Or, could Homer Simpson retrain as a marine mammologist?
FRIDAY HARBOR, Washington––Suspending all permits to satellite-tag orca whales, effective at the beginning of October 2016, the National Oceanic & Atmospheric Administration acknowledged the death of the endangered young male orca L95, also called Nigel, with a profusion of crocodile tears and a pledge to host a workshop on satellite-tagging whales at the next annual meeting of the 88-nation International Whaling Commission.
Other marine mammals are still being tagged with NOAA blessings.
We’ll get to Homer Simpson
What does Homer Simpson have to do with it?
NOAA chief scientist Richard Merrick proclaimed himself “deeply dismayed” that a NOAA researcher’s satellite tags “may have had something to do with the death of this whale.”
Added NOAA orca satellite tracking program chief Brad Hanson, “Everybody is devastated by this—nobody more so than me.”
Ken Balcomb objected before L95 was shot
But Kenneth C. Balcomb, who founded the Center for Whale Research at Friday Harbor, Washington in 1976, issued a media release saying more-or-less “I told you so.”
Balcomb recalled that he discussed the risks inherent in satellite-tagging orcas with Hanson “several years ago and was told the satellite tagging program would proceed in spite of my concerns. I was instructed to simply document tag healing and report any issues to them, which I have done.”
Remains washed up five weeks after darting
The death of L95 came to light, Balcomb related, when on April 2, 2016, three days after his remains washed ashore, “we received photographs of a decomposing dead male killer whale found near Tahsis, on the west coast of Vancouver Island, Canada. Two small puncture wound sites near the right trailing edge of the dorsal fin at the fin base led to our surmise that it had been satellite tagged and might be in our follow-up files for whales that had been tagged. It was not. The only whale that we knew of who had been tagged recently who was not in our files was L95, so we surmised that the dead whale was L95,” as NOAA and the Department of Fishers & Oceans Canada jointly confirmed on April 13, 2016.
L95, age 20, one of the few adult male orcas of breeding age among the 83- whale resident orca population of Puget Sound, now down to 82 whales, had been satellite-tagged on February 24, 2016 near La Push, Washington, between the mouth of the Columbia River and the mouth of the Strait of San Juan de Fuca, east of the Olympic Peninsula.
Other whales missing
“The tag functioned for three days in the same general area off the Washington coast and then contact was lost,” Balcomb summarized. “Inclement weather precluded follow-up on the whale’s condition.
“Two other satellite-tagged whales,” T14 and T99A, both members of the offshore transient orca population, “have gone missing or have died subsequent to tagging,” Balcomb recalled. “Maybe these are also coincidental losses. However, it is not coincidental that at least seven other satellite tagged whales are still carrying hardware embedded in their tissues from the attachment fixtures, and some of the wounds have festered with restructuring tissue around the attached hardware.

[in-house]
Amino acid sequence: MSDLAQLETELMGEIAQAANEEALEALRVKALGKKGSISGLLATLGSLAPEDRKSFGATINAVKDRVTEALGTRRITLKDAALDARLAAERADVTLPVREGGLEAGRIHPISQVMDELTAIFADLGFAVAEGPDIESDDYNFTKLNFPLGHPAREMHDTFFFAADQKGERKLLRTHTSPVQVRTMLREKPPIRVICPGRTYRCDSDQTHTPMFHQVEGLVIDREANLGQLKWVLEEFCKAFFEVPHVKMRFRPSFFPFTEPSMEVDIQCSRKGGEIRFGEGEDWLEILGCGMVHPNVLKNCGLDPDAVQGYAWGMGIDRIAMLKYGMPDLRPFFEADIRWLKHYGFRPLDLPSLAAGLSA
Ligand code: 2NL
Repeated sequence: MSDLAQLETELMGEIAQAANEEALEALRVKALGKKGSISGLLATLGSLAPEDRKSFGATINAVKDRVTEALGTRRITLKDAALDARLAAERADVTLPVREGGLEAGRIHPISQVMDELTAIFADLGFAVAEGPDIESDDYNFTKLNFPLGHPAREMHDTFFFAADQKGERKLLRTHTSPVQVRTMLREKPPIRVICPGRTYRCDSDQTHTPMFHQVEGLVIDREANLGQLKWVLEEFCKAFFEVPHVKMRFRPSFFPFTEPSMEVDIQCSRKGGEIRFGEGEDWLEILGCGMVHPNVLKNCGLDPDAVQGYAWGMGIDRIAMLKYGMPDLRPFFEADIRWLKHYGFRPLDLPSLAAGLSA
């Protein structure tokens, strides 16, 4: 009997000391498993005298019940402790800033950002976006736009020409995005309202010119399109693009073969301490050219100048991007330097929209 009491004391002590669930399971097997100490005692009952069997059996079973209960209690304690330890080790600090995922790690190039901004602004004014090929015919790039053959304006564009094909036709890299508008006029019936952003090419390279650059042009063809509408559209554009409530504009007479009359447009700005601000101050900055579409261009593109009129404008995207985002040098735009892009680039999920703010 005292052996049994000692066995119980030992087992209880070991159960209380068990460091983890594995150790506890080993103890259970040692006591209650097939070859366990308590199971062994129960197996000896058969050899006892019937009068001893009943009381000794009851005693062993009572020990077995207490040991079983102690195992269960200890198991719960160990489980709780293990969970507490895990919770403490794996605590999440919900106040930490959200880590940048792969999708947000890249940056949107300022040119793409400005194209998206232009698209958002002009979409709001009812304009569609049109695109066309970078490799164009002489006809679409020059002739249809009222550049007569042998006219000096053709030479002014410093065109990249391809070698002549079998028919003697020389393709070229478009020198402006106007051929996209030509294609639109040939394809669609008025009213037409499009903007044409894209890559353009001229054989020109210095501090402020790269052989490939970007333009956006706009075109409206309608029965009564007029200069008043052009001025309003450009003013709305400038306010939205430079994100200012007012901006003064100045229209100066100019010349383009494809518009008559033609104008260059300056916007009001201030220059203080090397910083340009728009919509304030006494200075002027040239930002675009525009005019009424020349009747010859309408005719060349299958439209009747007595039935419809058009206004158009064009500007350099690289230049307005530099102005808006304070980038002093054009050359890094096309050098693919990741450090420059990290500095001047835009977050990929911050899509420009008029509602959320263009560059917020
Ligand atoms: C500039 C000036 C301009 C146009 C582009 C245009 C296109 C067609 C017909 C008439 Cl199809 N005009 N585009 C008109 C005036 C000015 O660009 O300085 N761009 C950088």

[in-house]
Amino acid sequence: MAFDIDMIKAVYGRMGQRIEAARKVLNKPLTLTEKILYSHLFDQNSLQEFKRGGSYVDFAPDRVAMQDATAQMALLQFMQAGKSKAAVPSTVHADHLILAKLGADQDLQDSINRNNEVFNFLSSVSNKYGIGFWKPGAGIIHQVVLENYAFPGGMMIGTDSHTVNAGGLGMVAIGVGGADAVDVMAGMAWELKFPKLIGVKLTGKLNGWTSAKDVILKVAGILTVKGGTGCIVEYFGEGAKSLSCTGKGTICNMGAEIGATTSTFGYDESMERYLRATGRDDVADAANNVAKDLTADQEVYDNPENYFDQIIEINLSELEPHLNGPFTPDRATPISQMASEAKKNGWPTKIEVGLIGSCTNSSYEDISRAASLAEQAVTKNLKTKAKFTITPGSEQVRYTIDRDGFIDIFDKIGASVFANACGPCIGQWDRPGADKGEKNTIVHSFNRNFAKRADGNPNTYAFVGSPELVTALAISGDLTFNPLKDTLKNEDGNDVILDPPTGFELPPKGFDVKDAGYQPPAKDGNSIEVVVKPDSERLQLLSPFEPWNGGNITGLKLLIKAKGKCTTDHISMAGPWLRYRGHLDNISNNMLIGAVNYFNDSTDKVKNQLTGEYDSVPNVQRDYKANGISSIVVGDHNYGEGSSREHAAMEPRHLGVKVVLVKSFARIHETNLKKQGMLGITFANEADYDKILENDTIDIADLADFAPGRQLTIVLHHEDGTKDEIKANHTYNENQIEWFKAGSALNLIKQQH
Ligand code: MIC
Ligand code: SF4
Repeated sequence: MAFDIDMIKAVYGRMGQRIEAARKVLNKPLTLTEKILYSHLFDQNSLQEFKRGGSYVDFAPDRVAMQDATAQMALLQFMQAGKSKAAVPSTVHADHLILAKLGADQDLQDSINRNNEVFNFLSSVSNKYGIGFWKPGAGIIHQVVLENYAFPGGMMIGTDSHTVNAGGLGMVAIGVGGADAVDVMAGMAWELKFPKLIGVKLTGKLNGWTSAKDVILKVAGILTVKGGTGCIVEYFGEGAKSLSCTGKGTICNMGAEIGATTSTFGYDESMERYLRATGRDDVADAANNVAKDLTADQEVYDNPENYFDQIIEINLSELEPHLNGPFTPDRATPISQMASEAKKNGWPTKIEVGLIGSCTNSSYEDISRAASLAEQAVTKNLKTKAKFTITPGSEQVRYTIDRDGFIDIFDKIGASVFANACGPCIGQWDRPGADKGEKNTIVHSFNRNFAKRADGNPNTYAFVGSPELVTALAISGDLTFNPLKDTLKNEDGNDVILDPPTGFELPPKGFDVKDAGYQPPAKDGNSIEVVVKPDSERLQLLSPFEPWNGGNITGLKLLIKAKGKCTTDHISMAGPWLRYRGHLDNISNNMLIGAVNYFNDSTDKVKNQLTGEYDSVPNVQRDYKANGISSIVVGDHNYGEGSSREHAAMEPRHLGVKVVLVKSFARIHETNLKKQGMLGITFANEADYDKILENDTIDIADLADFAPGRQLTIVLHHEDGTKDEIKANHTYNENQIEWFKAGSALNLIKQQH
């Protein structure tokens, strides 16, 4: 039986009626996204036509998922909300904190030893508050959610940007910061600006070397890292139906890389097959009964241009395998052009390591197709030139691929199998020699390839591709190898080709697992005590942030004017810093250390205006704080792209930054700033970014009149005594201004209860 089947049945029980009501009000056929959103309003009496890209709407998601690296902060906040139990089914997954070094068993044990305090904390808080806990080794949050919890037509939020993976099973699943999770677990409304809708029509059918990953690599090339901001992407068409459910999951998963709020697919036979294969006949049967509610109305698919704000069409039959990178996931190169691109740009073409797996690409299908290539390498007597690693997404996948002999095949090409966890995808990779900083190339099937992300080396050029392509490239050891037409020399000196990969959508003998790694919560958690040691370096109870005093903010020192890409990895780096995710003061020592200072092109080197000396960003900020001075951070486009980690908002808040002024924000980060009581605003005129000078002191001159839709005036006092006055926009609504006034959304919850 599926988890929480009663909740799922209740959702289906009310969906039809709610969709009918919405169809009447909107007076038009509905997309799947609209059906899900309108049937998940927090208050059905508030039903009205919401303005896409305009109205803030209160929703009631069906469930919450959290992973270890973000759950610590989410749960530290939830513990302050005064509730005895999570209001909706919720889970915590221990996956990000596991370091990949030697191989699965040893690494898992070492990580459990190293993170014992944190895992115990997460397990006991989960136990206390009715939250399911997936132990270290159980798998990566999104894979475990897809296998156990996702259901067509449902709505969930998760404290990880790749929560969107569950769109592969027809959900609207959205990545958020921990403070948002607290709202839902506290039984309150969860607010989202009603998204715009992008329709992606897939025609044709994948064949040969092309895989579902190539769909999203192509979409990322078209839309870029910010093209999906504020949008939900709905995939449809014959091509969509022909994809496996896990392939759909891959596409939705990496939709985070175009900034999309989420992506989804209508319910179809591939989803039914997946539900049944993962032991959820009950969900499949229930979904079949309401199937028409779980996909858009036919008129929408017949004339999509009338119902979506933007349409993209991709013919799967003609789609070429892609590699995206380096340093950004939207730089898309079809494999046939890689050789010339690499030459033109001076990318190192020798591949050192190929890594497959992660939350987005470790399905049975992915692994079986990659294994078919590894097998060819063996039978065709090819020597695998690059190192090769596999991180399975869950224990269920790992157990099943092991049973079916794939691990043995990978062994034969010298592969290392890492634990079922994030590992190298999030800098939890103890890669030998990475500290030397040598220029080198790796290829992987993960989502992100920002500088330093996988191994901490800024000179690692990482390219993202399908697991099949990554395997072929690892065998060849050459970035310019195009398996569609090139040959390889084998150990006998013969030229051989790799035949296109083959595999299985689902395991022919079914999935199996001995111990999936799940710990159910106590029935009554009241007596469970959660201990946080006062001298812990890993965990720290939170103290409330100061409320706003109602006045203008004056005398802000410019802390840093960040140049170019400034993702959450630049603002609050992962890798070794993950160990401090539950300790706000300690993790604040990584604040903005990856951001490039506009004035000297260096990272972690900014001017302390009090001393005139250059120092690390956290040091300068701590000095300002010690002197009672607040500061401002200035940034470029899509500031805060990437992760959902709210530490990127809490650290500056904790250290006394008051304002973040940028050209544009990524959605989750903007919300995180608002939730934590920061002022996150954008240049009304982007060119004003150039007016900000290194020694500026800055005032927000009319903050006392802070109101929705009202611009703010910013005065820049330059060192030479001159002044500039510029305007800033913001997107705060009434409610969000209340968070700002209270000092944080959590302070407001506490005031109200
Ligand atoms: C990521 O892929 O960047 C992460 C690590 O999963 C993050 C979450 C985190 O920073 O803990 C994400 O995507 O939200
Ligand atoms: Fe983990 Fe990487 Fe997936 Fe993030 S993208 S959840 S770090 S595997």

“In my opinion,” Balcomb emphasized, “the tag attachment methodology was overly barbaric and defective from the get-go, and the entire tagging program should be rethought and evaluated for efficacy.
“The NOAA/NMFS tagging program is injuring and disfiguring these endangered icons of the Pacific Northwest,” Balcomb finished, “and it is my subjective opinion that it is adversely altering their behavior toward benign vessel interactions to approach them for photo identification. Like any wildlife, they become gun-shy when they are impacted with bullets, harpoons, or biopsy hardware, some of which seriously injures them.”
L95 was hit on second attempt by a team led by Brad Hanson, working in unexpectedly rough weather. L95 died, NOAA scientists acknowledged on October 5, 2016, from a rare fungal infection at the wound site where the satellite tag was inserted.
Asked National Geographic writer Craig Welch, “Was the death a collision of unfortunate circumstances that are not likely to be repeated? Or does a common tool intrinsic to marine research around the globe—satellite tagging—pose more risks to large marine mammals than once thought?
“The type of tag Hanson’s team attached to L95,” Welch reported, “had been used more than 530 times on 19 species, including pilot whales, grays, fins, humpbacks, beaked whales, and 56 killer whales. The transmitter is no bigger than a nine-volt battery and is taped to a pair of small titanium darts that are fired from a CO2-powered air rifle. The darts are supposed to implant in the dorsal fin and slowly work their way out over weeks or months, providing a brief window of information on a whale’s whereabouts. The marksman-scientist who pulled the trigger was experienced.
“After the dart was retrieved from the water,” following the first missed shot, “scientists wrestling with the wind and the waves sterilized it with alcohol but neglected to further disinfect it with bleach before taking the second shot,” Welch wrote.
“A necropsy by British Columbia pathologist Stephen Raverty showed that fungi that may have originated in the surface film of the water, or perhaps on L95’s skin, appeared to have gotten into the animal’s blood vessels, eventually making it to the lungs,” Welch added. “Concentrations of the fungi were largest near the entry point of the dart, where pieces had broken off in the fin.”
Much is not known about the deadly fungus, NOAA acknowledged, including whether sterilizing the dart with bleach might have made any difference, and whether the fungus involved is either native or common to orca habitat.
“Another fungus normally associated with tropical trees is killing porpoises in British Columbia,” Welch noted. “Do the risks associated with tagging change as water temperatures change, potentially altering the environment?”
In other words, was L95 perhaps also a casualty of global warming?
“This fungus that affected L95 was not something we had recognized was out there that killer whales had succumbed to, at least in the wild,” said Hanson. “It certainly gives us a lot of pause. This is not a static environment relative to pathogens.”
A job for Homer?
But what about Homer Simpson? Could he consider a career as a marine mammologist?
Briefly holding more than 190 other jobs between stints at the Springfield Nuclear Power Plant during the 600-odd episodes of the The Simpsons television series, Simpson demonstrated his aptitude at firing batteries at ballplayers from a bleacher seat at Isotope Stadium in season 17, episode 22, aired on May 21, 2006.